impaired in the industry.
Kathy Melton, a medical transcriptionist for 30 years, was recently
invited to address the international Association of Healthcare Documentation Integrity
(AHDI) when it met in August for its annual conference in Austin.
The association offers accreditation, support and networking opportunities for the entire
industry of medical transcriptionists.
Melton addressed about 200 industry leaders during a breakfast meeting about the
challenges the visual impaired experience when they seek accessibility in such areas as:
the platforms used by employers of medical transcriptionists,
availability of reference materials,
inclusion in webinars offered by the Association, and
textbooks and other material offered by schools which teach medical transcription.
Melton is blind and has been training others like herself via the Internet for the past
When I became certified 30 years ago, we didnt have computers, Melton
said. We used typewriters.
Now, all testing is done on the computer. However, testing centers do not allow screen
Its like asking a sighted person to take a computer test with the monitor shut
off, she said.
(A screen reader is a computerized voice, which verbally tells the operator whats on
the screen. It reads the contents at very high speeds.)
Melton wasnt able to maintain her accreditation because the continuing education
courses in her profession were not accessible to the blind, and when she attempted to
retest, well, she had to do so
with her eyes shut.
However, she could also report that this issue had been resolved earlier in the year with
the use of online testing centers.
She pointed out that updated reference materials, once accessible, are now unavailable to
the visually impaired, and the software platforms that carry medical transcription
programs at employment sites are also inaccessible.
Most of the fixes are fast and relatively easy, Melton pointed out.
Her talk won her an introduction to some of the major software platform designers for the
In those talks, she learned that many of them have already begun to address some of the
problems she pointed out, and they appreciated putting a face to the end-user for which
they are redesigning much of their software.
Melton had come to the attention of the association about two years ago, when she
contacted them about forming a chapter for the blind and visually impaired.
About 20 representatives from the Association held an online conference with Melton, which
resulted in the formation of the Visually Impaired Transcriptionist Alliance or VITA in
March, 2009. Membership is open to any member of AHDI. Today, there are about 30 members,
When she made her request, the association was developing an approved training program for
spouses of military personnel that they could take while overseas.
This brought the association under the scrutiny of the U.S. Department of Labor, which
asked the some hard questions about what it was doing to accommodate workers with
disabilities. At that time, not very much was being done, she said.
Online testing centers seemed to be a way to address both issues.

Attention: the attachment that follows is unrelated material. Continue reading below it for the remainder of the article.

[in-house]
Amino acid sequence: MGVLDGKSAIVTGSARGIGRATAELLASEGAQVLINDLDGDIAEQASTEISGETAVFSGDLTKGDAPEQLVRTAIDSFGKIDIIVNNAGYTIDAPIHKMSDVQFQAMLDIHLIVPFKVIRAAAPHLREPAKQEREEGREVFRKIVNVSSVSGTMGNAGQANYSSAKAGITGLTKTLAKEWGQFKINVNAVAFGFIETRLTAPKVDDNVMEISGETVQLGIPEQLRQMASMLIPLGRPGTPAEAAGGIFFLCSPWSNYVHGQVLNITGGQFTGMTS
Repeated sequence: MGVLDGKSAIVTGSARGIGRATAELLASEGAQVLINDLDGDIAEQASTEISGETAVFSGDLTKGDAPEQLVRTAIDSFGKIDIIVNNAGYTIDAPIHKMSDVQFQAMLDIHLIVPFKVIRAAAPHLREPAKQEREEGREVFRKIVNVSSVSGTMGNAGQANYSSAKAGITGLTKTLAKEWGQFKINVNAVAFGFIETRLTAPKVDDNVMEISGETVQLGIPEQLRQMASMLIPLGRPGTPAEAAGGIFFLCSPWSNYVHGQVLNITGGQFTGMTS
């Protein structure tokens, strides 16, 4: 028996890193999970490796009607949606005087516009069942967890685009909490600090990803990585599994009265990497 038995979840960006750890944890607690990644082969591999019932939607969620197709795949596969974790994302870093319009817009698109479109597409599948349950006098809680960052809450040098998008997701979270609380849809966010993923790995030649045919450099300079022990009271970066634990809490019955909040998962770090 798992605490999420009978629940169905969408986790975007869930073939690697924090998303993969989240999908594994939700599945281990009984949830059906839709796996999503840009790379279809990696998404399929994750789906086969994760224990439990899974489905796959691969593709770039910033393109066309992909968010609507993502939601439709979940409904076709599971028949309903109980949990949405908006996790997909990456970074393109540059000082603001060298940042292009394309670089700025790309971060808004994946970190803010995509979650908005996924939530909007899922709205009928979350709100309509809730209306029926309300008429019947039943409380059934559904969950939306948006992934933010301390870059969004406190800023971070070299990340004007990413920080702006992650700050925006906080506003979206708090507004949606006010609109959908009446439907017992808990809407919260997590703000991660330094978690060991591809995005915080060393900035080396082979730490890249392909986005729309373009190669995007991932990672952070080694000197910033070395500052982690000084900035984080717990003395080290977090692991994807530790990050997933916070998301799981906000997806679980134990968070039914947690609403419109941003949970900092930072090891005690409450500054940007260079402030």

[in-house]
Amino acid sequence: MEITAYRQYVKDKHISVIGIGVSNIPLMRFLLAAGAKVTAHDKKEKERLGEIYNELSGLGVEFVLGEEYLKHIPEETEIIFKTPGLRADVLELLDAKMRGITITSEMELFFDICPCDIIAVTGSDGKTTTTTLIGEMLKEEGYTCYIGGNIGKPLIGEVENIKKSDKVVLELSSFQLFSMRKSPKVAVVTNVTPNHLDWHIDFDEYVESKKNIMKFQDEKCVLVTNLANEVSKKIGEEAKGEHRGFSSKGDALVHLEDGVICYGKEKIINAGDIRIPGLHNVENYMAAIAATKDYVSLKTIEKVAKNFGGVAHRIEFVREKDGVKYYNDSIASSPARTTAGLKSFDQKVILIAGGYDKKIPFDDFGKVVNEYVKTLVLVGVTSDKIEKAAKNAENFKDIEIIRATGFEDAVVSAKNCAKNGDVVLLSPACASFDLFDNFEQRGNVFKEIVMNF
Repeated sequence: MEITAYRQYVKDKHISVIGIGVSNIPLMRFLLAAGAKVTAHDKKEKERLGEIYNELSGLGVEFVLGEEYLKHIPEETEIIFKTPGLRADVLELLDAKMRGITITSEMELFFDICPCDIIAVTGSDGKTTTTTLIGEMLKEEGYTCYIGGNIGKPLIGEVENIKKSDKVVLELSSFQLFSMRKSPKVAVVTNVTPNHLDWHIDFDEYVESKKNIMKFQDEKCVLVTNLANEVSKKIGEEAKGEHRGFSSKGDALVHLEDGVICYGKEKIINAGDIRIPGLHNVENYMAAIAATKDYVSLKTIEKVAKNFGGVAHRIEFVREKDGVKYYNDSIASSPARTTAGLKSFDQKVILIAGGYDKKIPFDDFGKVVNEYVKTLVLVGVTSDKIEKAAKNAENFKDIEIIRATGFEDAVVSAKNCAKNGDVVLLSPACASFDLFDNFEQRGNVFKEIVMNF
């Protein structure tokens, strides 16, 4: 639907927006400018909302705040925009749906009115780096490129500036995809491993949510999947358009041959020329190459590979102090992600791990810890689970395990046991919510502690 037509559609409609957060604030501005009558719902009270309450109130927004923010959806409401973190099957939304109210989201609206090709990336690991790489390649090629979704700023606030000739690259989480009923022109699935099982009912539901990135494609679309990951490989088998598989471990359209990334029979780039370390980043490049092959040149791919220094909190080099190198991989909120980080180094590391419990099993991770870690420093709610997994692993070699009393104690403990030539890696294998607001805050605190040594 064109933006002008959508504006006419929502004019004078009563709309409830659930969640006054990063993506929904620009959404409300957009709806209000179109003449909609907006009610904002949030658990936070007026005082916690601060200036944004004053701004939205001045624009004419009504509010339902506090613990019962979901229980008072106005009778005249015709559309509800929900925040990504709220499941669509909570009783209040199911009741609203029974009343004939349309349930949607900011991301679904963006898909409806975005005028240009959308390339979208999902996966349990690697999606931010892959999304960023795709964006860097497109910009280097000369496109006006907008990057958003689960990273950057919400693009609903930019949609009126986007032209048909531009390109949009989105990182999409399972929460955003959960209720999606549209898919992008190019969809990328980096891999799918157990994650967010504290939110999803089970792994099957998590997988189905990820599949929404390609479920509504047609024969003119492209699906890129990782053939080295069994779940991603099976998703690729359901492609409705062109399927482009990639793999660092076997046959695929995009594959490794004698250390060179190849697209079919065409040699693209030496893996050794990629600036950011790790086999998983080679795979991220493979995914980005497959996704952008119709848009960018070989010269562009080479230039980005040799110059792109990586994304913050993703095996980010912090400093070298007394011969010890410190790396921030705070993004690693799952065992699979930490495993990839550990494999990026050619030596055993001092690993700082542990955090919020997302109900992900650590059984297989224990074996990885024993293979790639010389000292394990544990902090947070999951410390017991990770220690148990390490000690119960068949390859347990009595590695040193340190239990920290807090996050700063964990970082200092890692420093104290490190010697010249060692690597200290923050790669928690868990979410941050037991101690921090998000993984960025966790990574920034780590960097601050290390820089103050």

As chairwoman for VITA, Melton was invited to talk to the contractor who was setting up
the online testing centers and found the company to be very agreeable to including online
screen readers and designing the program to run either without use of a mouse, or
attracting the cursor to the next logical selection.
The associations interest in bringing its military spouse program forward offered
VITA the opportunity to get its issues heard and some of them resolved.
The convention was a way to bring these developments to a wider audience.
I was made to feel welcome, and every possible offer of help was offered,
I could have attended the convention unaccompanied, she said. Her husband,
Claude, came to assist her.
She was able to show key people that the reference materials online, which used to be
compatible with a screen reader, were that way no longer.
She also spoke with programmers from a company whose online reference data base is
They promised a skeleton package text driver that would be compatible with a screen
reader, she said. Two association representatives witnessed the
The company was already considering such a program, she was told.
Melton also got to meet with a software company representative who works with making sure
there is a way to put narrative dictation into transcription platforms.
When the lack of accessibility within these platforms was explained to this gentleman, he
promised to make sure the needs of the visually impaired transcription population are
addressed by these companies.
Melton said shes been corresponding with him via e-mail since she returned from the
August convention. He has asked her to meet with software developers via an online
conference to discuss the details.
Its a programming thing to make sure that if its a button, it says what
the button is and made so the cursor lands on it and the operator doesnt have to
hunt for it. These are the types of accommodations the federal and state governments are
interested in seeing, she said.
It was exciting to interact with others and to explain issues that the visually
impaired deal with in this industry, she added.
Following her breakfast presentation, she was asked what individual association chapters
could do to be more accommodating to the visually impaired.
Melton told them that being willing to talk to and communicate with someone with visual
impairments is very important. We depend a great deal on audible communication.
Dont be afraid to talk to us, she said.
A Best Practices session left Melton feeling a little low, as it presented what seemed to
be insurmountable obstacles to the visually impaired. However, in that session Melton met
a woman from Louisiana, whose company employs two blind transcriptionists.
She told Melton that she has always wanted to open a school, but not by herself.
Id love to work with you, she told Melton.
Well, thats been a dream of mine for a long time, Melton answered.
So the two of them are working together on making a mutual dream come true.